By Shailagh Murray
Washington Post Staff Writer
Wednesday, September 15, 2010; 10:45 PM
Chris Coons was once one of the forgotten Democrats of the 2010 election cycle.
But now he's a presumed front-runner, as political handicappers shift Delaware's open Senate seat from "leaning R" to "leaning D" in the aftermath of Christine O'Donnell's stunning victory over Rep. Michael N. Castle in Tuesday's GOP primary.
Sen. Robert Menendez (N.J.), chairman of the Democratic Senatorial Campaign Committee, said Democrats will frame the choice in Delaware as "a clear centrist against an extremist."
Winning the seat, formerly occupied by Vice President Biden, "has always been important to us," Menendez said. But, he added, "our path to doing it is a lot clearer today than yesterday." By nominating O'Donnell, a "tea party"-backed candidate, he said, "Republicans fumbled the ball, and we picked it up."
The opening page of Coons's campaign Web site now features a large photo of O'Donnell. "Meet our GOP opponent," the site declares; earlier Wednesday, it went on to describe Coons as "a leader focused on creating jobs, not promoting bizarre conspiracy theories and an extreme social agenda." The text was later changed to emphasize the Democrat's opposition to "more dangerous off-shore drilling."
Coons currently serves as New Castle County executive and is well known in the more densely populated northern portion of the state. He presided over a fiscal crisis that required deep budget cuts - an ordeal that could bolster his appeal among independent voters who had been expected to break for Castle, a moderate Republican, a longtime congressman and a former governor of Delaware.
Sen. John Cornyn (Tex.), chairman of the National Republican Senatorial Committee, on Wednesday morning announced a $42,000 donation to O'Donnell's campaign and said Republicans would challenge Coons's record as county executive, including spending increases and higher taxes imposed during his tenure.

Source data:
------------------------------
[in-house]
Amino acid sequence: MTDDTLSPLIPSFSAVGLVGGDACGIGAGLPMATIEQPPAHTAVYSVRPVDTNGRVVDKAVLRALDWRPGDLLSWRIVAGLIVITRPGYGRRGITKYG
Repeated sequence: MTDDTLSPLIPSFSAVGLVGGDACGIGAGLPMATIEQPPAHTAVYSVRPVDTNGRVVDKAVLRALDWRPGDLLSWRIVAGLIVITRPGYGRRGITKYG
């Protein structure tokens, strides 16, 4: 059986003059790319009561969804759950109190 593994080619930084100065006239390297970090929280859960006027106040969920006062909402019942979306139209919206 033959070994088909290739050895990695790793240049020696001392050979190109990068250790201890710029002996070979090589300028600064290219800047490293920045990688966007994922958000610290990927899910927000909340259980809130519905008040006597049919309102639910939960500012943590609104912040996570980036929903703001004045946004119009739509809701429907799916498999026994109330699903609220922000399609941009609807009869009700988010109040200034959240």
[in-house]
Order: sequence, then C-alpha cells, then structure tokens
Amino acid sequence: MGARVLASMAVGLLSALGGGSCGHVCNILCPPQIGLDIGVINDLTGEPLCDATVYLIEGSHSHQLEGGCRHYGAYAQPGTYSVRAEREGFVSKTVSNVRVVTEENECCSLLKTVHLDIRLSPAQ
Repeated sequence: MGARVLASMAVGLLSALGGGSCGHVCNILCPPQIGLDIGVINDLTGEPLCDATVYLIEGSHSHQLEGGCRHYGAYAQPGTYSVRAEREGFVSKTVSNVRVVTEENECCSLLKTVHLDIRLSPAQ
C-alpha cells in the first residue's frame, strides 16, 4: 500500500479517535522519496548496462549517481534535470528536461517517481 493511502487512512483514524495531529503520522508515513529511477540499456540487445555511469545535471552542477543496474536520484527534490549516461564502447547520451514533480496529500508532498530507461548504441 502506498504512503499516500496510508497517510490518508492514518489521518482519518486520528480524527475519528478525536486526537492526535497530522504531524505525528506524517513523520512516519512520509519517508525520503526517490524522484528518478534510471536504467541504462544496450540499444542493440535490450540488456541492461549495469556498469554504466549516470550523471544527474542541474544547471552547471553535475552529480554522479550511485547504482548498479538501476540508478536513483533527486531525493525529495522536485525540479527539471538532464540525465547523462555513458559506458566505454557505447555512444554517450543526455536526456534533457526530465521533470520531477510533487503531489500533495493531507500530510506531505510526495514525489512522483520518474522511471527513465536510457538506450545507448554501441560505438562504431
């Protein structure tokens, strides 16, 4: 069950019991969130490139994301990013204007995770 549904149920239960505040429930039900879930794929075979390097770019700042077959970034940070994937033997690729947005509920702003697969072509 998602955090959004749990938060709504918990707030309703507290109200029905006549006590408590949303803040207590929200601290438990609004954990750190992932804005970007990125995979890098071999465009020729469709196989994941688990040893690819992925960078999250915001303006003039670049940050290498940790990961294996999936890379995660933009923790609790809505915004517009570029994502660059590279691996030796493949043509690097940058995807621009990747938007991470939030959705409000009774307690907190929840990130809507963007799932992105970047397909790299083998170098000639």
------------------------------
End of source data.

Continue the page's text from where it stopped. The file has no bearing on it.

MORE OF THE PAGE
"We remain committed to holding Democrat nominee New Castle County Executive Chris Coons accountable this November, as we inform voters about his record of driving his county to the brink of bankruptcy and supporting his party's reckless spending policies in Washington," Cornyn said in a statement.
A former lawyer, Coons holds a master's degree from Yale Divinity School and spent time in South Africa and Kenya doing relief work. He entered the Senate race after Biden's son, state Attorney General Beau Biden, declined to seek his father's old seat.
Both Bidens recruited Coons before Beau Biden made his intentions known. Former Obama campaign manager David Plouffe, a Delaware native, also leaned on his old friend to make the run, despite Castle's clear advantages.
In an interview last spring, Coons said he had been looking forward to a quiet end to his second term as county executive when the Bidens first contacted him. "This was going to be our perfect year," Coons said. "We were going to take a vacation."
Sen. Thomas R. Carper (D-Del.) had predicted before Delaware's polls closed that Castle would win with relative ease, although he added, "I wouldn't bet my paycheck on it."
But whatever the outcome, Carper said, the ugly spat between Castle and O'Donnell is likely to benefit the Democrat. "I think a lot of people say, 'Beau Biden didn't run, Chris Coons is a throw-in' - but you know what, Chris Coons is a great candidate," Carper said.